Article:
A headline in an article in The Irish Times on October 13th said it all: “Pupil-teacher ratio to fall to lowest level yet.” That headline really arrested me and, of course, brought me to the inevitable comparison with the budget of March 31st, 1987.
I was minister for education then, with the bad news that the pupil-teacher ratio was to rise to the highest level yet.
Now, that wasn’t in any headline, but that was the import of what was announced with the budget on that date from the Department of Education. I will always remember the circular; in fact it is printed in large letters on my brain forever, the fact that the pupil-teacher ratio was going to rise by three. That was the bad news contained in circular 20/87.
It is hoped, no matter what the economic outlook will be, the vista of the fall in the pupil-teacher ratio will continue now that it has started
Can you imagine the mayhem that created? We were new in government, and Charlie Haughey and minister for finance "Mac the Knife" Ray McSharry were determined to put a shape on the economic future of Ireland, which was at a really low level. Education and health were targeted as the fall guys for their onslaught on the finances of the country.
I was the newbie in education and what an awful way to be introduced to the teaching fraternity. I couldn't defend that stipulation of a rise in the pupil-teacher ratio, no matter how I tried. I remember so well the late Christina Murphy, who was then The Irish Times education expert, kept asking me: "But, how is this going to improve education?" Of course, there was no answer to it. It wasn't going to improve it; in fact it was going to worsen it.
Rí-rá all over the country ensued, and then both Bertie Ahern as minister for Labour and the taoiseach, Haughey, embarked on talks with the trade unions which culminated in the Programme for National Recovery (PNR), which was clarified and announced in October/November 1987.
Coincidentally, that’s exactly 34 years ago now. This was a groundbreaking trade union-government agreement, which led to huge improvement in the economic life of the country and in which both sides gave up much but acquired an economic stability for Ireland.
The unions were led by the magnificent Peter Cassells and each individual union, of course, had its own remit and its own conclusion which culminated, as I said, in the PNR. This started an economic revival right through the very late 1980s and into the early 1990s. For me, the salient point of the PNR was that the doom-laden news officially announced of the rise in the pupil-teacher ratio was quietly forgotten, tucked away among the many good points of the Programme for National Recovery. Oh, was I glad!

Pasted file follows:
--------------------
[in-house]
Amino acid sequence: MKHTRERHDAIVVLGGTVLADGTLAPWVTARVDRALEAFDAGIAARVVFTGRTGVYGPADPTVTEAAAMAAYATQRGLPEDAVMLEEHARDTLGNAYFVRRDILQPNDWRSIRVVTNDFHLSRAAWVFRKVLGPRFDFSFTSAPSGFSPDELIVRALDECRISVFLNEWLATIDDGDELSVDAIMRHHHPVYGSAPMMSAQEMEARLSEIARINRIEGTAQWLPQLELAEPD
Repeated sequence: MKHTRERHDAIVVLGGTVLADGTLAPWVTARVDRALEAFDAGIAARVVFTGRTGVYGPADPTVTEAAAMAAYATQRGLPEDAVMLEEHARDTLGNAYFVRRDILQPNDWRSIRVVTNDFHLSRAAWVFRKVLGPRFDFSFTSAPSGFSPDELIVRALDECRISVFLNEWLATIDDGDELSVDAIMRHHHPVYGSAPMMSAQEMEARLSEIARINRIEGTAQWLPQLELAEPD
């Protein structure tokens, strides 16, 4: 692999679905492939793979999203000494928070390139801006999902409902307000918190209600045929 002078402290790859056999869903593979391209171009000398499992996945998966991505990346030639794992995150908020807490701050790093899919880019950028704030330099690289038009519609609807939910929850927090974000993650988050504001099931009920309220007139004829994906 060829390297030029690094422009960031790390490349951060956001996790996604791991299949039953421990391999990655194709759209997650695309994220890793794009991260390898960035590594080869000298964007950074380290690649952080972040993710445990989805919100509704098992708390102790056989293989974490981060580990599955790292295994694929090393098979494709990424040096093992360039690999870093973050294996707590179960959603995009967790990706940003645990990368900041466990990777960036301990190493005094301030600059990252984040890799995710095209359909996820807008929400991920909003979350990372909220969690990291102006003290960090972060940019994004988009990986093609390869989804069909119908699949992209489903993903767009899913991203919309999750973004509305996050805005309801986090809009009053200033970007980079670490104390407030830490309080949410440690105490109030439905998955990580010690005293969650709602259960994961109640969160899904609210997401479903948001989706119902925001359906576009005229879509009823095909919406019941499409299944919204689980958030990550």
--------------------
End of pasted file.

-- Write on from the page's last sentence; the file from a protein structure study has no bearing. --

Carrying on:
Bringing the pupil-teacher ratio down to the lowest level yet, truly marks a milestone in Irish education history
Can you imagine, the dire news, though announced, was quietly wrapped up in the government-trade union relationship and, in fact, never saw the light of day. The whole episode, particularly the circular of 20/87, has never left my mind; from then on, I was determined that, whatever daft notion towards education emanated from the Department of Finance, I would fight it tooth and nail.
From that time on, the teaching unions never failed to say that we had the worst pupil-teacher ratio in the whole of Europe. And now, the announcement which I have quoted above, bringing the pupil-teacher ratio down to the lowest level yet, truly marks a milestone in Irish education history. This has been planned to commence in September of the next academic year. Allied to that will be a fall in enrolment to primary schools. It is hoped, no matter what the economic outlook will be, the vista of the fall in the pupil-teacher ratio will continue now that it has started.
So goodbye to the dreaded 20/87, and hello to a future of falling pupil-teacher ratios.
Of course, the education budget contained much more than the pupil-teacher ratio. There were good inroads on special education in particular, which will be duly acclaimed.
But 34 years on from the budget of March 31st, 1987, and the subsequent Programme for National Recovery, education is, we hope, on a downward trajectory of pupil-teacher ratio. Education has truly been well served by the headline of October 13th, 2021. Long may it continue. I’m going to banish forever from my head the memory of 20/87.
Mary O'Rourke is an author and former government minister